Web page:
Increasing fruit consumption is vital to the growth and sustainability of the citrus industry, and information on consumer preferences and drivers for purchase is important in that process. In general, good external appearance will prompt consumers to buy, while enjoyable flavour/texture will encourage them to repeat purchases. The ultimate goal is for consumers to have a great citrus eating experience that they want to repeat.
Flavour is a complex combination of taste, aroma, and mouth-feel sensations (e.g. texture and juiciness) that are perceived at the same time by the consumer. In citrus fruit, the basic taste is determined mainly by sugars, acids, bitter components, phenolics, and limonoids, while aroma and mouth-feel sensations are mostly due to volatiles, pectins, cellulose, and hemicellulose. Sensory trials based on tasting panels and/or consumer acceptability, together with market surveys to understand consumer behaviour, are valuable tools to determine flavour quality and specific consumer preferences.
Australian consumer flavour preferences were evaluated in 2013 through a large‐scale consumer sensory evaluation, as part of recently completed Horticulture Innovation Australia project CT 12004*. Taste panels included early and mid-season Navel oranges (720 consumers in Melbourne and Perth) and early and mid-season Afourer mandarins (480 consumers in Melbourne). Besides supporting the use of the ‘Australian Citrus Standard’ (based on BrimA) as a criteria more in line with consumer flavour acceptability, the results showed that the most important attributes for consumers when shopping for both types of fruit were good taste/flavour, followed by freshness, juiciness, health benefits, and sweet/sour balance (Figure 1). Flavour attributes were notably more important than other traits such as price/value for money, no seeds, being blemish-free, skin colour, and ease of peeling.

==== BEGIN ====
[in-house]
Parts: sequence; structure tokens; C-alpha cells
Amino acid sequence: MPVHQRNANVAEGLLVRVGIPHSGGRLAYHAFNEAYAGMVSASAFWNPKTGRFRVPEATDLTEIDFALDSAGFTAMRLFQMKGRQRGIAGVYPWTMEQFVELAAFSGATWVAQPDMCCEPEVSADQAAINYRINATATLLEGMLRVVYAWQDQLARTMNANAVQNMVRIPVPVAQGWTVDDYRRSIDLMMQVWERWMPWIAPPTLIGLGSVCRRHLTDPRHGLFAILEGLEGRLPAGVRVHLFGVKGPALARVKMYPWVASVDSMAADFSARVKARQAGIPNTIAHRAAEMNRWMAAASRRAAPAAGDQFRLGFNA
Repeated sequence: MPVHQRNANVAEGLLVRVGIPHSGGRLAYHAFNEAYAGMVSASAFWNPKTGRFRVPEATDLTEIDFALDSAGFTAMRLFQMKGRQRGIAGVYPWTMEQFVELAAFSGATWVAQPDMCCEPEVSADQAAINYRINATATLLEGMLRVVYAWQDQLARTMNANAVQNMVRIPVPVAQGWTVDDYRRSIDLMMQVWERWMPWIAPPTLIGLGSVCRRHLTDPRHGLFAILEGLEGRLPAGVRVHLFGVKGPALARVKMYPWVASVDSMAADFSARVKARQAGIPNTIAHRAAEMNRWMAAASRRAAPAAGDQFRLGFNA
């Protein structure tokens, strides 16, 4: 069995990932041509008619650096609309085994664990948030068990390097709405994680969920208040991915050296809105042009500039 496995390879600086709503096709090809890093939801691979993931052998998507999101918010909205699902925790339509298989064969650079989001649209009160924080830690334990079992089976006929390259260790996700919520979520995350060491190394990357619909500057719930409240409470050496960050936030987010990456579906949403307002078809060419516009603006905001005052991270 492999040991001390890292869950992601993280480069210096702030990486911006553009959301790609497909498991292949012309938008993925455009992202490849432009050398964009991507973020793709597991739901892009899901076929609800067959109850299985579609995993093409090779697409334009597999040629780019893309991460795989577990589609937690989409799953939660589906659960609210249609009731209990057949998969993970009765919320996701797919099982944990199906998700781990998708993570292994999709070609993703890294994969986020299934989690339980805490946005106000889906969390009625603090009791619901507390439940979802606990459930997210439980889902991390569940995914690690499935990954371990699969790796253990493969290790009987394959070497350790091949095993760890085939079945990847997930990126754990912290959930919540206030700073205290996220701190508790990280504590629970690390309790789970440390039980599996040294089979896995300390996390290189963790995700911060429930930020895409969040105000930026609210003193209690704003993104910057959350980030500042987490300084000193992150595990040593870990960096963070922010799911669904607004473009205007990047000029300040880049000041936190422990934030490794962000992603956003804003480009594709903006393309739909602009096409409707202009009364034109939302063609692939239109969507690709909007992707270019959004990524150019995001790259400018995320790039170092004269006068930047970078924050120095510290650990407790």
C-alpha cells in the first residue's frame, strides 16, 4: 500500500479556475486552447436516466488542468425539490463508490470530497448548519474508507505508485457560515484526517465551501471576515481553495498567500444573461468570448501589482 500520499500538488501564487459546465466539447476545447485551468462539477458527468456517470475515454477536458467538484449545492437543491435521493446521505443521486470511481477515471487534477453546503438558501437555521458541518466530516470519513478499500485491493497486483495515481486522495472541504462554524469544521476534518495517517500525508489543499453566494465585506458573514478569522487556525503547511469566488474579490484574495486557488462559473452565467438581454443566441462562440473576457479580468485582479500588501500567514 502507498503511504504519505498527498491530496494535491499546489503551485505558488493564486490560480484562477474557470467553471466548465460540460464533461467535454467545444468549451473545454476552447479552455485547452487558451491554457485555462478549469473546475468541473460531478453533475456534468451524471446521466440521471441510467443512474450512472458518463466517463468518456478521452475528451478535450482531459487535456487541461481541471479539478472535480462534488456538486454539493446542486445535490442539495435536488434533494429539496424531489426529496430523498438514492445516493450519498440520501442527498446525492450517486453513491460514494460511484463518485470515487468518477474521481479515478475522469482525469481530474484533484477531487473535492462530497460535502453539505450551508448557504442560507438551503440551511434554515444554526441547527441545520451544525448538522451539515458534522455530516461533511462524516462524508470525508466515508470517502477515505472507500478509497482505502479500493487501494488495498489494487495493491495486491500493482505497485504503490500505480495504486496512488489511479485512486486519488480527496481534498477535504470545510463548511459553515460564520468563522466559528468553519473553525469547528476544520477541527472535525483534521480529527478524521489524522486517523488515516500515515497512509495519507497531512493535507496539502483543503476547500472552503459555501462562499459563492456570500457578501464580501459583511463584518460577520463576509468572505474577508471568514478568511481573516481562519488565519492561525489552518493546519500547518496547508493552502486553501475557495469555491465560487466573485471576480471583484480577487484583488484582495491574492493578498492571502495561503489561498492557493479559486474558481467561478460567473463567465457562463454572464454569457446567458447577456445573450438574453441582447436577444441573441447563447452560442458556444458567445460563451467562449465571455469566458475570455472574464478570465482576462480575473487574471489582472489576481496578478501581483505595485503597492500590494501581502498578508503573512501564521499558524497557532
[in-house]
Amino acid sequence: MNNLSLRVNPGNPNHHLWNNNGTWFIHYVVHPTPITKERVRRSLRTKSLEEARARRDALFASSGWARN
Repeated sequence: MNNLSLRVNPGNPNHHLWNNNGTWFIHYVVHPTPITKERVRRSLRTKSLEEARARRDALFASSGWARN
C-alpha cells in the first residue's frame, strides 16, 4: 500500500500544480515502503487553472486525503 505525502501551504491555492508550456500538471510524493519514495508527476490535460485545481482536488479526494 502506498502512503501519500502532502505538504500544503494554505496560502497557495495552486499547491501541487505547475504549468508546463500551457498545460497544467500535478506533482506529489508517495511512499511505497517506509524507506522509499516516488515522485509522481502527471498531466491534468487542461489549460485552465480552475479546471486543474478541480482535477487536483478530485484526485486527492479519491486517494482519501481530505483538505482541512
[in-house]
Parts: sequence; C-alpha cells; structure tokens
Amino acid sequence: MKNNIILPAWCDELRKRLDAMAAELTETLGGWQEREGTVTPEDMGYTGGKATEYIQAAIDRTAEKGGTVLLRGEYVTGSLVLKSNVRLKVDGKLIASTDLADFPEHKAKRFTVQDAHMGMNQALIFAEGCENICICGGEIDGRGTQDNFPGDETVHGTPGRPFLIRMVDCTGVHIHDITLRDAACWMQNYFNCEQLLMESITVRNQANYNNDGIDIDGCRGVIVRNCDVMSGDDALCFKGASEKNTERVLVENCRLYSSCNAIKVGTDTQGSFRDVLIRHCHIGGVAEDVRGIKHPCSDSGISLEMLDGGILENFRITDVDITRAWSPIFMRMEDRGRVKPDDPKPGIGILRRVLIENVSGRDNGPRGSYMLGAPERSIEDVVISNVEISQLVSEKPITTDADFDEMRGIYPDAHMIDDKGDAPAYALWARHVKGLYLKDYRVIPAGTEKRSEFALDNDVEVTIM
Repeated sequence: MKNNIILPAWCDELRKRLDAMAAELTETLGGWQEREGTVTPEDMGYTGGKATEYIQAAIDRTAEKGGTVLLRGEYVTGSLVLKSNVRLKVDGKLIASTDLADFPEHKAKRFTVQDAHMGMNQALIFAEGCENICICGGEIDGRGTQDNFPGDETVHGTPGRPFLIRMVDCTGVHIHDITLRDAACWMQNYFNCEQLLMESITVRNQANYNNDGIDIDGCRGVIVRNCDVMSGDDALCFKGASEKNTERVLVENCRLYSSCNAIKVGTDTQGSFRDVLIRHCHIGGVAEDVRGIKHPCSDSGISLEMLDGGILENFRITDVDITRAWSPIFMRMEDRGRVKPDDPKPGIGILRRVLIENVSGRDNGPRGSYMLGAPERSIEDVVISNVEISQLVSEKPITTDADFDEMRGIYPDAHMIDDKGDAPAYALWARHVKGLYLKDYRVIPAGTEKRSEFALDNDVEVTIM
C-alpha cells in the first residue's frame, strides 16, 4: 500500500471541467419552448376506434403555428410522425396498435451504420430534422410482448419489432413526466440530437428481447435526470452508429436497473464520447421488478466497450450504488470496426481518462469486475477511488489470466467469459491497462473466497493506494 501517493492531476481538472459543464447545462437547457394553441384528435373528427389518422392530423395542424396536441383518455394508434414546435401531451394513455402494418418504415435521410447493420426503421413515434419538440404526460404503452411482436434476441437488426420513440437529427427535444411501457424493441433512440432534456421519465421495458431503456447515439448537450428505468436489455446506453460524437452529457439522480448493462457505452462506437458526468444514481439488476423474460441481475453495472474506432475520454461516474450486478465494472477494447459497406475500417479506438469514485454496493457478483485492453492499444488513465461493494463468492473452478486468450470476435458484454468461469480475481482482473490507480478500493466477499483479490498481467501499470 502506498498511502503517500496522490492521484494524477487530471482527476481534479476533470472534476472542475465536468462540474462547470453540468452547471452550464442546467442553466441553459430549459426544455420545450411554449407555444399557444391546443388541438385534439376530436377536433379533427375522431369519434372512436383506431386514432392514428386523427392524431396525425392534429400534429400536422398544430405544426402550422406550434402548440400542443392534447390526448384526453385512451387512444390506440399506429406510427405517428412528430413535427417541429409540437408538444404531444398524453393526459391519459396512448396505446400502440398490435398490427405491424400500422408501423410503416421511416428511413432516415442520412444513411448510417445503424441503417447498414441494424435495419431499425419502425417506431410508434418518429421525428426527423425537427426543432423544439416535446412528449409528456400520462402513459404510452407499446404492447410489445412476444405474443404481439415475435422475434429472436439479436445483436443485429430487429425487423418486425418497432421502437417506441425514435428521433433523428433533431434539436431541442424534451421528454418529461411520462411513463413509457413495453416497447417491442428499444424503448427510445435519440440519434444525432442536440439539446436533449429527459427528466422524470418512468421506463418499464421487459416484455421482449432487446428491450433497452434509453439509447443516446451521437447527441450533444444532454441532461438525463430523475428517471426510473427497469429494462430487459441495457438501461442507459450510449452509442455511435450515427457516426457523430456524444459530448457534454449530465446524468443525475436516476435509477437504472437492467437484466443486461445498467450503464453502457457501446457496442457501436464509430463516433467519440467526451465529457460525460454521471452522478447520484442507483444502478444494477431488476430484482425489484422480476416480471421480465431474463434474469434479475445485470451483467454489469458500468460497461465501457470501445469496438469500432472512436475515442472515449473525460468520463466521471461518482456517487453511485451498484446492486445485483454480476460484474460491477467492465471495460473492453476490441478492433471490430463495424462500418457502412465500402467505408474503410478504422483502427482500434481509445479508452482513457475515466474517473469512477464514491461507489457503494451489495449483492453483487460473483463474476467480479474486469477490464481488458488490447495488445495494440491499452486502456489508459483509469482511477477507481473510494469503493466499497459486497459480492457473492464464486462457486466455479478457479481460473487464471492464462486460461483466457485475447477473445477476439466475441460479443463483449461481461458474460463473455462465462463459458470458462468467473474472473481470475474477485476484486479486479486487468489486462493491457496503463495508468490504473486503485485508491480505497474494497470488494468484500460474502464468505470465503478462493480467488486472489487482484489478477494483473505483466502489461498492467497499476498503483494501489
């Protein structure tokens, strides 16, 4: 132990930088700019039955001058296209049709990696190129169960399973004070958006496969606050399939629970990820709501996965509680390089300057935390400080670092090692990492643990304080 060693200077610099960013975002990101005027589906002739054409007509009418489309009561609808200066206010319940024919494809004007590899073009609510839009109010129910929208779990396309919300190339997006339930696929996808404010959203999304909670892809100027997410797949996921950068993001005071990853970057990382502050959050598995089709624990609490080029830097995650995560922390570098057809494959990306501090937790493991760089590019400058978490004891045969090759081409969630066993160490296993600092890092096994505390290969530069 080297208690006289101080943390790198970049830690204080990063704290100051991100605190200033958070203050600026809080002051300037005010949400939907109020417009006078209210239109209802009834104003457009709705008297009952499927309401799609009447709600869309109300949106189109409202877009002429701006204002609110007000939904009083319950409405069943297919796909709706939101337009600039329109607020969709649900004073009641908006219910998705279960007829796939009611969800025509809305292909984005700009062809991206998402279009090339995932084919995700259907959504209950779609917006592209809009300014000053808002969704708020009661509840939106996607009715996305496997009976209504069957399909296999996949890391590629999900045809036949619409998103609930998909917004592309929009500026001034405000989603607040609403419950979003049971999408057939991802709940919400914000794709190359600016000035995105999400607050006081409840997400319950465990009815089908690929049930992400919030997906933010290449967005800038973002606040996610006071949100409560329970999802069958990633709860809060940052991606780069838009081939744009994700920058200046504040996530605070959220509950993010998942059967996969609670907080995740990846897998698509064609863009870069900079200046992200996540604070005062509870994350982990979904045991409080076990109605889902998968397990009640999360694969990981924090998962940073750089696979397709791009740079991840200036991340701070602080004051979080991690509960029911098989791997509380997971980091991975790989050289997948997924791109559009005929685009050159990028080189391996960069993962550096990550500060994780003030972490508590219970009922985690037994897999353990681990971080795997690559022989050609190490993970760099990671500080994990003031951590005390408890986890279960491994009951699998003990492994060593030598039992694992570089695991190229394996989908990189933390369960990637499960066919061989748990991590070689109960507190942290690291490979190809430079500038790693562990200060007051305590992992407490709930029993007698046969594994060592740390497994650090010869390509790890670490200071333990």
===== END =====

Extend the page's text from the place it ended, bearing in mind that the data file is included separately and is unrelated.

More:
These results confirm overseas studies where five different surveys on consuming fresh oranges and mandarins across various cities in the UK, USA, and Israel were conducted between 1996 and 2015. The studies showed that the quality attributes most consumers considered highly important were flavour/sweetness, freshness, juiciness, and appearance/skin quality, whereas traits such as fruit size, colour, ease of peeling, no seeds, and packaging were generally less important.
In general, orange and mandarin consumers seem to prefer fruit with a balanced and intense flavour (i.e. not insipid, with high sweetness, moderate to low acidity levels, and low bitterness), fresh, and with high juiciness. In one of the surveys involving 300 consumers in the UK, 98% of respondents said that they used past experience to help them decide which citrus fruit to buy, compared with 22% who were influenced by promotional material.